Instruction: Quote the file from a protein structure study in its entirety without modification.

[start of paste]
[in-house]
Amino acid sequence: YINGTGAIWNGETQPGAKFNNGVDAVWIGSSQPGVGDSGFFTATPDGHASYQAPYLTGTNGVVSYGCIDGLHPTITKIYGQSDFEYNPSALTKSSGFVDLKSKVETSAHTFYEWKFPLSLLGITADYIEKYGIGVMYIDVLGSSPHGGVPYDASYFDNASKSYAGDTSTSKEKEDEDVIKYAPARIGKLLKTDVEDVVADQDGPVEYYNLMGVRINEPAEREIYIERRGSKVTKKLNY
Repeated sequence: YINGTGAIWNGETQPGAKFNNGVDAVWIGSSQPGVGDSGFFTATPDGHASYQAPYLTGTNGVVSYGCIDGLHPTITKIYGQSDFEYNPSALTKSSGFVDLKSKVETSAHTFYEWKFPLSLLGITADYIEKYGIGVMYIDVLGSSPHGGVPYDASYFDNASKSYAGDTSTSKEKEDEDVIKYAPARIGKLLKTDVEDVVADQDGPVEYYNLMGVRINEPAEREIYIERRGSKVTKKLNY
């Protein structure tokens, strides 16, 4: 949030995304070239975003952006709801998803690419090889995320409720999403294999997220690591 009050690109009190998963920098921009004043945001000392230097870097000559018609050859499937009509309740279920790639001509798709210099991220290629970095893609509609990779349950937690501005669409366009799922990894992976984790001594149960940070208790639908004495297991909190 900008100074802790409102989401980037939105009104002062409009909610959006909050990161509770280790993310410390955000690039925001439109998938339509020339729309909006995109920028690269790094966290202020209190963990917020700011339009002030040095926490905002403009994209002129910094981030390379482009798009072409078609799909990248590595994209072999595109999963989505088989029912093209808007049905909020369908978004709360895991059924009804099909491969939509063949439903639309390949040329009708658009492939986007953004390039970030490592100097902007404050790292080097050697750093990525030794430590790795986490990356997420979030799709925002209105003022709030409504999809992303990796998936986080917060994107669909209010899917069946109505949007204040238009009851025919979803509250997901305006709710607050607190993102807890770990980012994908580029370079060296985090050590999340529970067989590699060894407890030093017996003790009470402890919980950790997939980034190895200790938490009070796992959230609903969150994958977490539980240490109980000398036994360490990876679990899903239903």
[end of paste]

[in-house]
Amino acid sequence: YINGTGAIWNGETQPGAKFNNGVDAVWIGSSQPGVGDSGFFTATPDGHASYQAPYLTGTNGVVSYGCIDGLHPTITKIYGQSDFEYNPSALTKSSGFVDLKSKVETSAHTFYEWKFPLSLLGITADYIEKYGIGVMYIDVLGSSPHGGVPYDASYFDNASKSYAGDTSTSKEKEDEDVIKYAPARIGKLLKTDVEDVVADQDGPVEYYNLMGVRINEPAEREIYIERRGSKVTKKLNY
Repeated sequence: YINGTGAIWNGETQPGAKFNNGVDAVWIGSSQPGVGDSGFFTATPDGHASYQAPYLTGTNGVVSYGCIDGLHPTITKIYGQSDFEYNPSALTKSSGFVDLKSKVETSAHTFYEWKFPLSLLGITADYIEKYGIGVMYIDVLGSSPHGGVPYDASYFDNASKSYAGDTSTSKEKEDEDVIKYAPARIGKLLKTDVEDVVADQDGPVEYYNLMGVRINEPAEREIYIERRGSKVTKKLNY
């Protein structure tokens, strides 16, 4: 949030995304070239975003952006709801998803690419090889995320409720999403294999997220690591 009050690109009190998963920098921009004043945001000392230097870097000559018609050859499937009509309740279920790639001509798709210099991220290629970095893609509609990779349950937690501005669409366009799922990894992976984790001594149960940070208790639908004495297991909190 900008100074802790409102989401980037939105009104002062409009909610959006909050990161509770280790993310410390955000690039925001439109998938339509020339729309909006995109920028690269790094966290202020209190963990917020700011339009002030040095926490905002403009994209002129910094981030390379482009798009072409078609799909990248590595994209072999595109999963989505088989029912093209808007049905909020369908978004709360895991059924009804099909491969939509063949439903639309390949040329009708658009492939986007953004390039970030490592100097902007404050790292080097050697750093990525030794430590790795986490990356997420979030799709925002209105003022709030409504999809992303990796998936986080917060994107669909209010899917069946109505949007204040238009009851025919979803509250997901305006709710607050607190993102807890770990980012994908580029370079060296985090050590999340529970067989590699060894407890030093017996003790009470402890919980950790997939980034190895200790938490009070796992959230609903969150994958977490539980240490109980000398036994360490990876679990899903239903």